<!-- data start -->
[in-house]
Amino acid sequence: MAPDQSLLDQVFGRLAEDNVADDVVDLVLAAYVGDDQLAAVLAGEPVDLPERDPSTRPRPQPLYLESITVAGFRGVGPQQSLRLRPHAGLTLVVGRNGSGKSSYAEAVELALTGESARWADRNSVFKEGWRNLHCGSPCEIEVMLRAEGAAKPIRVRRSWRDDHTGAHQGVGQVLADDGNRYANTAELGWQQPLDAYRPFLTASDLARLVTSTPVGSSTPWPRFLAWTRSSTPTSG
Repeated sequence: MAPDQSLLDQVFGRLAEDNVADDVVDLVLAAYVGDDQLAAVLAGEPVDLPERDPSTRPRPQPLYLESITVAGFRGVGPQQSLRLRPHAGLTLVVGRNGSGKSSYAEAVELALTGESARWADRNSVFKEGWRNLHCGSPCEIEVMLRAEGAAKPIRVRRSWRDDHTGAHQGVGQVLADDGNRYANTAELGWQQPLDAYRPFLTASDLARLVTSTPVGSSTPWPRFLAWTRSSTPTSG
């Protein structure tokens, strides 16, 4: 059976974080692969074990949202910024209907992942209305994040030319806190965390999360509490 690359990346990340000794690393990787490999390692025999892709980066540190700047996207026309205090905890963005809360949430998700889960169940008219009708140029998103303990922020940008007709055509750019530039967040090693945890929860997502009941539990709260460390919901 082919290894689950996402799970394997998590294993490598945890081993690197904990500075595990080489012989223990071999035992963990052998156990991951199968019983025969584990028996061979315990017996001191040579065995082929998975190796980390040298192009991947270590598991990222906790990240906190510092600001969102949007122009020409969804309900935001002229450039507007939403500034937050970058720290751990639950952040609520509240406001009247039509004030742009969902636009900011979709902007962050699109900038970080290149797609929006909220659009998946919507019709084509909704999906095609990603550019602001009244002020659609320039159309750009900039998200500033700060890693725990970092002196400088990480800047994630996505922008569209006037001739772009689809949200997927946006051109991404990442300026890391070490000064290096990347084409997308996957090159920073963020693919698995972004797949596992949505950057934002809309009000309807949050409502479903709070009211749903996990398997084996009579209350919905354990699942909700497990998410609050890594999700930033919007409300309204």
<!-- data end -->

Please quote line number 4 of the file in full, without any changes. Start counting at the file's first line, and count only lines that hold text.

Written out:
């Protein structure tokens, strides 16, 4: 059976974080692969074990949202910024209907992942209305994040030319806190965390999360509490 690359990346990340000794690393990787490999390692025999892709980066540190700047996207026309205090905890963005809360949430998700889960169940008219009708140029998103303990922020940008007709055509750019530039967040090693945890929860997502009941539990709260460390919901 082919290894689950996402799970394997998590294993490598945890081993690197904990500075595990080489012989223990071999035992963990052998156990991951199968019983025969584990028996061979315990017996001191040579065995082929998975190796980390040298192009991947270590598991990222906790990240906190510092600001969102949007122009020409969804309900935001002229450039507007939403500034937050970058720290751990639950952040609520509240406001009247039509004030742009969902636009900011979709902007962050699109900038970080290149797609929006909220659009998946919507019709084509909704999906095609990603550019602001009244002020659609320039159309750009900039998200500033700060890693725990970092002196400088990480800047994630996505922008569209006037001739772009689809949200997927946006051109991404990442300026890391070490000064290096990347084409997308996957090159920073963020693919698995972004797949596992949505950057934002809309009000309807949050409502479903709070009211749903996990398997084996009579209350919905354990699942909700497990998410609050890594999700930033919007409300309204």